Image Courtesy of Kara Tao.
For the first time, scientists have successfully used lasers to divert lightning in real-world experiments. During the summer of 2021, a team of around twenty-five scientists used a rapid-firing laser to redirect lightning, moving it more than fifty meters. Their results will pave the way toward improved lightning protection for airports, launchpads, and other large infrastructures.
During storms, charges accumulate in clouds. When this build-up becomes too large, there is a rapid discharge of electricity, called lightning. Classical metal Franklin lightning rods provide a preferential channel for the discharge to reach the ground. This way, they guide lightning away from houses and small structures. “They protect roughly an area with a radius corresponding to their length,” said Aurélien Houard, a researcher at École Polytechnique in France and the leading author of the Nature paper detailing the team’s results. However, Franklin rods rarely protect areas with a radius greater than thirty meters. “What we want with the laser is to increase the range of protection,” Houard said.
Much like a Franklin rod, lasers create a preferential channel for lightning. The difference is that they do so using air rather than metal. When a high-intensity laser is fired rapidly enough, it heats up the air in its path and transforms it into plasma by turning the gas particles into charges. This phenomenon creates a tunnel with very high conductivity through which lightning can travel. The biggest advantage is that lasers can reach higher in the sky than any metal rod and can point in multiple directions.
Guiding lightning with lasers was first achieved in the lab over twenty years ago. But diverting lightning by two meters in a controlled laboratory setting is child’s play compared to doing it over tens of meters in an unpredictable storm. Calculations and simulations showed that only rapid-firing lasers would reproduce the lab results in the real world. “Although it worked on paper, we had to convince someone to build that laser up for us,” said Jean-Pierre Wolf, professor of physics at the University of Geneva. “When I was at Yale [on sabbatical] in 2000, I was already talking about lightning control with lasers. It’s been a very long-term project.” It was only six years ago that new laser technology and funding sources came together to create a laser capable of firing at the necessary one thousand pulses per second at an intensity of roughly one terawatt, or one million million watts.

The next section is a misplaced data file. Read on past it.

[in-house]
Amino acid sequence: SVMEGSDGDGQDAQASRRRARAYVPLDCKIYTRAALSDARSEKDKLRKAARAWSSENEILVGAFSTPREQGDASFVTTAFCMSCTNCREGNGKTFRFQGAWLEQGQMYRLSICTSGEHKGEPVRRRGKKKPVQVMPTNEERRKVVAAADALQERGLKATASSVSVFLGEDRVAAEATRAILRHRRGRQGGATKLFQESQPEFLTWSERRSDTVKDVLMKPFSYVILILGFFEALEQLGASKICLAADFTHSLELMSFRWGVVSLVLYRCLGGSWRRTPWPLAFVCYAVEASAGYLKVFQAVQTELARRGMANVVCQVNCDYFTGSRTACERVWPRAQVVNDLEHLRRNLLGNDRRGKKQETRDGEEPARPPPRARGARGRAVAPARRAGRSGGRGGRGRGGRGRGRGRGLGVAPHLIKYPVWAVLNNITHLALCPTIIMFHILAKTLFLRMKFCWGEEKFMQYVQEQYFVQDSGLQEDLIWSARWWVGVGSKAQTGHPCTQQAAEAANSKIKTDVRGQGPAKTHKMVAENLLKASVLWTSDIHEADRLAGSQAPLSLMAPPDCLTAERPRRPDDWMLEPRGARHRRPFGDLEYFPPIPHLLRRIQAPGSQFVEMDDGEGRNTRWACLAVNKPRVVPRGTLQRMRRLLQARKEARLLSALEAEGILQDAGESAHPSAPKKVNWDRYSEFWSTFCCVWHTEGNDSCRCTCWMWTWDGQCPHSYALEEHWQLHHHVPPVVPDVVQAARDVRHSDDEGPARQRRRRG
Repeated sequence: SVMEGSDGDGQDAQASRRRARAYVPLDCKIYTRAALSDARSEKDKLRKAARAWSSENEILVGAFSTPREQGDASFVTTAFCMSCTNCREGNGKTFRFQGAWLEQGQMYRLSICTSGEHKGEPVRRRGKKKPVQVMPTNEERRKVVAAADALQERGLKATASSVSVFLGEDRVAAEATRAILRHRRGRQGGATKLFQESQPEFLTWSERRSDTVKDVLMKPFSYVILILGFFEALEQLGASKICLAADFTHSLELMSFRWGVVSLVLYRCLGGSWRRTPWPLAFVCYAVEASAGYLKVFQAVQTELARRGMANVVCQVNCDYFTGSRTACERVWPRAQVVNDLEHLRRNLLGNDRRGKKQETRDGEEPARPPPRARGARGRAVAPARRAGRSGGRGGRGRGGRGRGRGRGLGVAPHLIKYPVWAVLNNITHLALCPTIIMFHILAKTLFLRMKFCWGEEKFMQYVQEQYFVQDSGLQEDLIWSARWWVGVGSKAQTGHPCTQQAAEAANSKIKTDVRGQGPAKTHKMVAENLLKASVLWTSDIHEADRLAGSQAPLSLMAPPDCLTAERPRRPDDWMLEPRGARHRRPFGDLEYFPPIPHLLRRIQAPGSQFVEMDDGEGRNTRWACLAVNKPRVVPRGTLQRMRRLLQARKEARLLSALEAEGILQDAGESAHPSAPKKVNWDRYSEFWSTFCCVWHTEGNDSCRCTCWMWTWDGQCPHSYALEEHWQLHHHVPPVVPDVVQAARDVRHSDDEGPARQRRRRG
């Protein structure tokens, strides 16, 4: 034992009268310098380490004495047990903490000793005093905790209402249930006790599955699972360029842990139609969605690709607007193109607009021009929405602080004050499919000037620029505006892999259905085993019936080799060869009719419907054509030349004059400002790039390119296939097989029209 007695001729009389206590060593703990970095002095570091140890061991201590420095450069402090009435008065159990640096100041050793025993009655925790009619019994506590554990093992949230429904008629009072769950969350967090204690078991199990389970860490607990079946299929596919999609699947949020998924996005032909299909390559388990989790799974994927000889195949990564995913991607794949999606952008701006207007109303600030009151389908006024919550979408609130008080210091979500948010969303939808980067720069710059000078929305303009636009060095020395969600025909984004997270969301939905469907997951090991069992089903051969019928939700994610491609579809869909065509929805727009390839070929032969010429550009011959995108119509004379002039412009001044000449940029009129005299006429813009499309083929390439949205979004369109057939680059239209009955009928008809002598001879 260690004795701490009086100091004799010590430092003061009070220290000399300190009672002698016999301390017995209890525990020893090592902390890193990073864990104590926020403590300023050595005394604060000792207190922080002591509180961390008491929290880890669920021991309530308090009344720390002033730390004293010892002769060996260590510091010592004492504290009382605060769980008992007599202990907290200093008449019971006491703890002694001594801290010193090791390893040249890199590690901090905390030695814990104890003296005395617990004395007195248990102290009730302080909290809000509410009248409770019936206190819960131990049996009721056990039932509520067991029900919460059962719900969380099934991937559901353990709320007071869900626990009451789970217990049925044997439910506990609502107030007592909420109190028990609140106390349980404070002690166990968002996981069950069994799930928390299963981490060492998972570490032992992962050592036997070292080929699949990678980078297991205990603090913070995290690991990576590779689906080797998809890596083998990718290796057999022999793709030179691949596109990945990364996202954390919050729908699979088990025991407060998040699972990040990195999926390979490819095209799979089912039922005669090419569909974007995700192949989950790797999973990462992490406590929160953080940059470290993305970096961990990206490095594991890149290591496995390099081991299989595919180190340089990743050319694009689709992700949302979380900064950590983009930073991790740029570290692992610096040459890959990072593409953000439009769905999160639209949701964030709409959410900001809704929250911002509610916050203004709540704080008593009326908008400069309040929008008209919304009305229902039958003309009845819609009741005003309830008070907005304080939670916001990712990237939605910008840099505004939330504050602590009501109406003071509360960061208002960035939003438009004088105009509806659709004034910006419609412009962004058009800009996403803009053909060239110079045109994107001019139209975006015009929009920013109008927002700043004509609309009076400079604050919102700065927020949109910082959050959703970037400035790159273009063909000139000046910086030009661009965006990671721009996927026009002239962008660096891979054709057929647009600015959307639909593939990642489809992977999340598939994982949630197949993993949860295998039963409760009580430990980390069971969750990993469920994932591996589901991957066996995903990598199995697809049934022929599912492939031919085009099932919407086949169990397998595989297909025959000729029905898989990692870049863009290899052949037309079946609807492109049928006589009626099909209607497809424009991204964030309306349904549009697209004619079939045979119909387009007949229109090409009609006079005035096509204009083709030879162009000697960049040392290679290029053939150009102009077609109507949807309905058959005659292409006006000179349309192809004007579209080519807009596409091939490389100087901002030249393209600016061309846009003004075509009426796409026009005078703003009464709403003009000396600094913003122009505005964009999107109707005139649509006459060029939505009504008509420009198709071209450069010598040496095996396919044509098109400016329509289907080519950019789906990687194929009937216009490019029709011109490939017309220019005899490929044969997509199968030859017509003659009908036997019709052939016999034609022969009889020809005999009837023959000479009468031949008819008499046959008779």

French, Swiss, and German scientists came together in a highly collaborative research team determined to show the capabilities of the laser. They chose a telecoms tower at the top of Säntis Mountain in Switzerland, a location with a high rate of lightning strikes, equipped with multiple sensors for accurate lightning measurements. During six hours of operating the laser in thunderstorms, they recorded four successful lightning redirection events. Out of these, only one happened in good enough conditions to be recorded by high-speed cameras. The footage showed that the lightning strike followed the plasma conductive channel created by the laser over a fifty-meter distance.
Working with lightning in the field is challenging because of its unpredictability. On top of that, the research team couldn’t use the laser at all times. “When the air traffic was very heavy, in the morning, for instance, we weren’t allowed to shoot,” Wolf said. “We were lucky to have four events where the laser was on, and everything was operating correctly.” Ideally, the research team would have tested the different wavelengths the laser can emit: infrared, visible green, or ultraviolet. But due to their time constraints, the team only tested infrared radiation.
Ultraviolet light ionizes the air more easily but does not travel as well through the air, while infrared radiation has the opposite characteristics. Both Houard and Wolf are optimistic that green light would be the best option. “We would also need to better characterize the ability of the plasma to trigger and guide lightning. All of these parameters are not very well known,” Houard said. After all, this project was only a demonstration experiment. “We would need much more experimental characterization before we can really claim that we can protect a large area with this [system].”
Despite the promise of increased lightning protection, it could be anywhere between five and fifteen years before this project comes to fruition. Scientists are essential for these first steps of characterization and optimization, but it will be an engineering challenge to create compact and cost-effective laser-based technology for lightning protection in the future.